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Thursday December 7th 2017

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Big News: College Students Learning for the Sake of Learning!

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Couldn’t deny it – there on my computer screen reported as news sat the Nov. 27, Minneapolis-St. Paul Star-Tribune.com  article, “Learning for the Sake of Learning.” It was news because 50 students at Augsburg College are the first involved in a three-year pilot program that involves receiving credit for five courses in a semester during which they will receive a written evaluation instead of letter grades. Could NO TESTS be far behind? How will anyone know if these poor students are learning anything?

The course, “Fate of the Earth: Food, Fuel and Consumption,” is co-taught by a group of professors whose trip to Washington, D.C. to attend an alternative education conference was paid for by Augsburg College.  According to Colin Irvine, an English professor involved in the experiment, “We had drunk the Kool-Aid;” the group of professors was extremely excited about the possibilities they envisioned. They even have the students providing input as to the criteria by which they will be alternatively evaluated.

The article makes mention of Evergreen State College in Olympia, WA, a long-time practitioner of learning for the sake of learning and a favorite of homeschoolers pursuing college. (Vermont’s low-residency Goddard College is another.) It further states that because the University of California – Santa Cruz offers both types of evaluations, its website offers this: “On the pro side: ‘Narratives encourage students to pursue learning for its own sake.’ On the con: ‘Narrative grading is expensive, time-consuming and tough to translate into job applications.'”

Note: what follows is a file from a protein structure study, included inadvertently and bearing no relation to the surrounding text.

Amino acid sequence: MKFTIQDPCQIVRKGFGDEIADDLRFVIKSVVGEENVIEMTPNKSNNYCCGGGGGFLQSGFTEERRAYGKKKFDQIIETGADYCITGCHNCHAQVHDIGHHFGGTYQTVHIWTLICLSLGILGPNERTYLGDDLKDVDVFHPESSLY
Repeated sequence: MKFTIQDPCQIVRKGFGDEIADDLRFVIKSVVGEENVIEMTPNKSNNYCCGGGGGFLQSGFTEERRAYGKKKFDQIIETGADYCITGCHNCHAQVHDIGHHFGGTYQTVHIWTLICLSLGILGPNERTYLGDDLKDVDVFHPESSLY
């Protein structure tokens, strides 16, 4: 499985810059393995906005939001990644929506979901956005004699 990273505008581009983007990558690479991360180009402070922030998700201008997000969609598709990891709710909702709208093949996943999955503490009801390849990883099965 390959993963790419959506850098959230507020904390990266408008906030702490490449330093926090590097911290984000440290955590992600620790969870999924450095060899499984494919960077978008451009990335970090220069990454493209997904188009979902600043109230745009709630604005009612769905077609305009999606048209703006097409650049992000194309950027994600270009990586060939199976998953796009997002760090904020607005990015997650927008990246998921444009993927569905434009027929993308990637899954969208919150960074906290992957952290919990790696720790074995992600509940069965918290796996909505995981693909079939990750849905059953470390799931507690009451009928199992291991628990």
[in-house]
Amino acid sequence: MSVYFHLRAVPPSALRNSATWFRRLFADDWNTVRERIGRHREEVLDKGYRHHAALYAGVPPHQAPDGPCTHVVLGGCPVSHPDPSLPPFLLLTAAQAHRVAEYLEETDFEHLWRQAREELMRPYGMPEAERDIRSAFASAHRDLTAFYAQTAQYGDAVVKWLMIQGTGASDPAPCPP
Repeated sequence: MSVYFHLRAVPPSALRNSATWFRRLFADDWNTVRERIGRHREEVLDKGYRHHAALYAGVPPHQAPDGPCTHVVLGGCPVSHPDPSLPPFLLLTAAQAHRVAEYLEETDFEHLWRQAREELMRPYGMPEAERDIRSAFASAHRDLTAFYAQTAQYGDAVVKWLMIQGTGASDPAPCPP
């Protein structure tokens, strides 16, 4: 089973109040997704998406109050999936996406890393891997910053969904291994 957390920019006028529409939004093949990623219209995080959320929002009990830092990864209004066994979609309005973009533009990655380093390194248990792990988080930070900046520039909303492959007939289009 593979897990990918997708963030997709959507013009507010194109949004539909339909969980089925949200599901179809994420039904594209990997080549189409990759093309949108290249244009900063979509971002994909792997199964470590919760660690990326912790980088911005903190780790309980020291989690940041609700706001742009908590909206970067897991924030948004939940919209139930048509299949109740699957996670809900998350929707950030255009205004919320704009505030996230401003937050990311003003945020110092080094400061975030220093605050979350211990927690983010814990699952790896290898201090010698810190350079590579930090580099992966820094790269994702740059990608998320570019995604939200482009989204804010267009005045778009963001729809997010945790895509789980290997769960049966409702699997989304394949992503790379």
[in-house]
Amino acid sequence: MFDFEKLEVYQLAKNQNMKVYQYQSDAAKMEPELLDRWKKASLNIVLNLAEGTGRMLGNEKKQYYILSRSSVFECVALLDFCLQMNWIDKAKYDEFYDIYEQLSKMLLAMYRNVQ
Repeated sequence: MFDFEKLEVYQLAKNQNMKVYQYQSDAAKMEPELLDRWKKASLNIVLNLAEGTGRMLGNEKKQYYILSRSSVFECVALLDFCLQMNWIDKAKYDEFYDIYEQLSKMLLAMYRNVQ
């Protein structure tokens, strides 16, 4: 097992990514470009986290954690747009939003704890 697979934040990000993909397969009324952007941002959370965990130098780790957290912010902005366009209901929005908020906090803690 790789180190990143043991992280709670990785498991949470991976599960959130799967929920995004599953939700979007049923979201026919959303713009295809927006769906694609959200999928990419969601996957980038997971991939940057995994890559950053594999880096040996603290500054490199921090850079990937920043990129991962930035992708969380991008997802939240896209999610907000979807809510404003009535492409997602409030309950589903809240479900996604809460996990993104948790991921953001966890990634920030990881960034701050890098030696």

After offering students to come see him with questions on every paper he’s ever graded throughout his career, Augsburg College’s history professor Phil Adamo reports being “shocked” at the number of students who are actually taking him up on it and coming in to learn more.

Of course narrative evaluation will be expensive and time-consuming compared to one-right-answer tests and tired essays that teachers could grade in their sleep. So what? Learning should be stifled because it will take a little more cost and time on the part of those being paid to do a job – successfully?

I’m glad to read that some college professors were open-minded enough to visit a conference on alternative learning, get excited, and come back and implement some of the ideas they discovered, I really am. I’m hopeful that, as a result, 50 more young people will join the countless number of home-educated kiddos who experienced the thrill of real learning by learning at home, free of school systems where, apparently, those in charge never attended a conference on alternative learning and got excited about the possibilities beyond their archaic way of schooling. This country doesn’t need more A+ students any more than it needs bigger bail-outs. It needs more citizens exposed to learning for the sake of learning because – bottom line – this is the only kind of learning that really fits the definition of such. All else is nothing more than programming and schooling, and antithetical to learning.

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